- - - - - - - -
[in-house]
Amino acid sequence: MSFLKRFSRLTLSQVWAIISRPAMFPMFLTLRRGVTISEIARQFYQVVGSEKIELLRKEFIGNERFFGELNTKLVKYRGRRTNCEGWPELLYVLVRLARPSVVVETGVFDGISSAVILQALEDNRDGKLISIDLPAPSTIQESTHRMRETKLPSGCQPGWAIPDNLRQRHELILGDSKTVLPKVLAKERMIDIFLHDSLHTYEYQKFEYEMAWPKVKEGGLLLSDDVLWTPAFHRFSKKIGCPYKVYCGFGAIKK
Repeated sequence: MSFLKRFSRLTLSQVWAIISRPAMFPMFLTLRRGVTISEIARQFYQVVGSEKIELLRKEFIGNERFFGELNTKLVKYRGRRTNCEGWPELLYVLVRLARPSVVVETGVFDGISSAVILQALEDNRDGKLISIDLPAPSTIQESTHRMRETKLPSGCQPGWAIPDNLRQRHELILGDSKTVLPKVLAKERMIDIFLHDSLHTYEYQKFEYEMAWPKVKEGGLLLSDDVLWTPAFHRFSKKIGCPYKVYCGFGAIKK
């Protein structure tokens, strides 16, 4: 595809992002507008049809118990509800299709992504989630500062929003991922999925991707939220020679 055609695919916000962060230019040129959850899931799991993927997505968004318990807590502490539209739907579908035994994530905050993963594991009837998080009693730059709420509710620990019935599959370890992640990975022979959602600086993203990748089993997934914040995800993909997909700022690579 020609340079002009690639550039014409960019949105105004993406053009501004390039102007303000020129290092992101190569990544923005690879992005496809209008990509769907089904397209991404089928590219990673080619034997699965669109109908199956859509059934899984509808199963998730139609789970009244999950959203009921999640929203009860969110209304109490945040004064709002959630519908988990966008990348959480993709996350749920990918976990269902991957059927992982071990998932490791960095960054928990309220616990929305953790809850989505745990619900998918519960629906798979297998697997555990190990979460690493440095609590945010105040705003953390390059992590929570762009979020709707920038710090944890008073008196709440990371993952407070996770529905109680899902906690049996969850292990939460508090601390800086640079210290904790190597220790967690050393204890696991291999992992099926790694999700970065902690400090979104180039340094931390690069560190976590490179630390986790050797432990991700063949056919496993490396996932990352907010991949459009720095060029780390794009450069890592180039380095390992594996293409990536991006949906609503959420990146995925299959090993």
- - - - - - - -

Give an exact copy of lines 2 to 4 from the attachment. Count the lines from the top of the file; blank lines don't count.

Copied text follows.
Amino acid sequence: MSFLKRFSRLTLSQVWAIISRPAMFPMFLTLRRGVTISEIARQFYQVVGSEKIELLRKEFIGNERFFGELNTKLVKYRGRRTNCEGWPELLYVLVRLARPSVVVETGVFDGISSAVILQALEDNRDGKLISIDLPAPSTIQESTHRMRETKLPSGCQPGWAIPDNLRQRHELILGDSKTVLPKVLAKERMIDIFLHDSLHTYEYQKFEYEMAWPKVKEGGLLLSDDVLWTPAFHRFSKKIGCPYKVYCGFGAIKK
Repeated sequence: MSFLKRFSRLTLSQVWAIISRPAMFPMFLTLRRGVTISEIARQFYQVVGSEKIELLRKEFIGNERFFGELNTKLVKYRGRRTNCEGWPELLYVLVRLARPSVVVETGVFDGISSAVILQALEDNRDGKLISIDLPAPSTIQESTHRMRETKLPSGCQPGWAIPDNLRQRHELILGDSKTVLPKVLAKERMIDIFLHDSLHTYEYQKFEYEMAWPKVKEGGLLLSDDVLWTPAFHRFSKKIGCPYKVYCGFGAIKK
């Protein structure tokens, strides 16, 4: 595809992002507008049809118990509800299709992504989630500062929003991922999925991707939220020679 055609695919916000962060230019040129959850899931799991993927997505968004318990807590502490539209739907579908035994994530905050993963594991009837998080009693730059709420509710620990019935599959370890992640990975022979959602600086993203990748089993997934914040995800993909997909700022690579 020609340079002009690639550039014409960019949105105004993406053009501004390039102007303000020129290092992101190569990544923005690879992005496809209008990509769907089904397209991404089928590219990673080619034997699965669109109908199956859509059934899984509808199963998730139609789970009244999950959203009921999640929203009860969110209304109490945040004064709002959630519908988990966008990348959480993709996350749920990918976990269902991957059927992982071990998932490791960095960054928990309220616990929305953790809850989505745990619900998918519960629906798979297998697997555990190990979460690493440095609590945010105040705003953390390059992590929570762009979020709707920038710090944890008073008196709440990371993952407070996770529905109680899902906690049996969850292990939460508090601390800086640079210290904790190597220790967690050393204890696991291999992992099926790694999700970065902690400090979104180039340094931390690069560190976590490179630390986790050797432990991700063949056919496993490396996932990352907010991949459009720095060029780390794009450069890592180039380095390992594996293409990536991006949906609503959420990146995925299959090993």